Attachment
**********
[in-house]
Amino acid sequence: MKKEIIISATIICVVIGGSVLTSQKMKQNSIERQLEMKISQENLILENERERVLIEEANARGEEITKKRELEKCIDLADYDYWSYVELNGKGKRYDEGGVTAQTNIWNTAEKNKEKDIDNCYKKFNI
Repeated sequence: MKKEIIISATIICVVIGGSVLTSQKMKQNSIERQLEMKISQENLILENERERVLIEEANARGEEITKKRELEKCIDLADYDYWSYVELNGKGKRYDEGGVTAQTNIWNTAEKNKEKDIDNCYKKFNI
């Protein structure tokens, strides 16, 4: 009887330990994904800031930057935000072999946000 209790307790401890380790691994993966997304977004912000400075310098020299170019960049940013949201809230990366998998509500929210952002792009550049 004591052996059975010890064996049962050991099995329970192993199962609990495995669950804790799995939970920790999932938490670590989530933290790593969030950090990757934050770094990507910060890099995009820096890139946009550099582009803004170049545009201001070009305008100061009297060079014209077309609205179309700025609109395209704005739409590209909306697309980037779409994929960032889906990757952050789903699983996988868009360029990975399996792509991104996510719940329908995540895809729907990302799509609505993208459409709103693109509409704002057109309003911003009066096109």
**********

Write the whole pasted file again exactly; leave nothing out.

[in-house]
Amino acid sequence: MKKEIIISATIICVVIGGSVLTSQKMKQNSIERQLEMKISQENLILENERERVLIEEANARGEEITKKRELEKCIDLADYDYWSYVELNGKGKRYDEGGVTAQTNIWNTAEKNKEKDIDNCYKKFNI
Repeated sequence: MKKEIIISATIICVVIGGSVLTSQKMKQNSIERQLEMKISQENLILENERERVLIEEANARGEEITKKRELEKCIDLADYDYWSYVELNGKGKRYDEGGVTAQTNIWNTAEKNKEKDIDNCYKKFNI
């Protein structure tokens, strides 16, 4: 009887330990994904800031930057935000072999946000 209790307790401890380790691994993966997304977004912000400075310098020299170019960049940013949201809230990366998998509500929210952002792009550049 004591052996059975010890064996049962050991099995329970192993199962609990495995669950804790799995939970920790999932938490670590989530933290790593969030950090990757934050770094990507910060890099995009820096890139946009550099582009803004170049545009201001070009305008100061009297060079014209077309609205179309700025609109395209704005739409590209909306697309980037779409994929960032889906990757952050789903699983996988868009360029990975399996792509991104996510719940329908995540895809729907990302799509609505993208459409709103693109509409704002057109309003911003009066096109």